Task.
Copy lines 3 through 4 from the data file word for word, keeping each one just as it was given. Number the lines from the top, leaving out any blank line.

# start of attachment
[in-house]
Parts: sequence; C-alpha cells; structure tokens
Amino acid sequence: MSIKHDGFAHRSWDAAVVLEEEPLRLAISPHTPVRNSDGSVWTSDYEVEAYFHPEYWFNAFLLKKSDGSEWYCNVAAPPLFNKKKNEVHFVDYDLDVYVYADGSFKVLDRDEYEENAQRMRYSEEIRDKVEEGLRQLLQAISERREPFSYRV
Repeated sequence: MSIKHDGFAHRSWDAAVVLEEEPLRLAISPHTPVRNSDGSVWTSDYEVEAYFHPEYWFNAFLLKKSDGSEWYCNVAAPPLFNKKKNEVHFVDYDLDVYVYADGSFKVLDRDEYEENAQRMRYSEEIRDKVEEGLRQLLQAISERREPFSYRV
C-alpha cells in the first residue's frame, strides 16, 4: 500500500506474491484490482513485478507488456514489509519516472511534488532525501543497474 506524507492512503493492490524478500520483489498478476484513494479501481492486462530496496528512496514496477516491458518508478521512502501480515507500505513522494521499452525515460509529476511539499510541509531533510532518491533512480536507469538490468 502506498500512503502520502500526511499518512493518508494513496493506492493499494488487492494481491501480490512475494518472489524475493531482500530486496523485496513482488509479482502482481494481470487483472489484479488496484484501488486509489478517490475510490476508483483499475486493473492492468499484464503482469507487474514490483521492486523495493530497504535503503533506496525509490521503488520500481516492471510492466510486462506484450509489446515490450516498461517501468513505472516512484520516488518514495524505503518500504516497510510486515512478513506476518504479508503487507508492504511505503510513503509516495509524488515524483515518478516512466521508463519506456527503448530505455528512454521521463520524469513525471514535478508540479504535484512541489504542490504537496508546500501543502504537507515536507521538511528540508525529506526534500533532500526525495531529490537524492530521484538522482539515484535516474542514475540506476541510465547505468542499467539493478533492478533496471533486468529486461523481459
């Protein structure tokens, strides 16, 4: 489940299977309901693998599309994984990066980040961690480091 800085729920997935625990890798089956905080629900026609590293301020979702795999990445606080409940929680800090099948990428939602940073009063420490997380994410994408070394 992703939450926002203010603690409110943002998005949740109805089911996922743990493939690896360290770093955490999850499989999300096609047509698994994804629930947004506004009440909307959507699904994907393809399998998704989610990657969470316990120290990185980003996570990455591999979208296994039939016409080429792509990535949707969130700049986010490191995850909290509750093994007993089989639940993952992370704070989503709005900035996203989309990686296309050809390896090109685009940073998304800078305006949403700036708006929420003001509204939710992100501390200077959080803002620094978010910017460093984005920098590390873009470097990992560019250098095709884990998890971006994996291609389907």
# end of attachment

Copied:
Amino acid sequence: MSIKHDGFAHRSWDAAVVLEEEPLRLAISPHTPVRNSDGSVWTSDYEVEAYFHPEYWFNAFLLKKSDGSEWYCNVAAPPLFNKKKNEVHFVDYDLDVYVYADGSFKVLDRDEYEENAQRMRYSEEIRDKVEEGLRQLLQAISERREPFSYRV
Repeated sequence: MSIKHDGFAHRSWDAAVVLEEEPLRLAISPHTPVRNSDGSVWTSDYEVEAYFHPEYWFNAFLLKKSDGSEWYCNVAAPPLFNKKKNEVHFVDYDLDVYVYADGSFKVLDRDEYEENAQRMRYSEEIRDKVEEGLRQLLQAISERREPFSYRV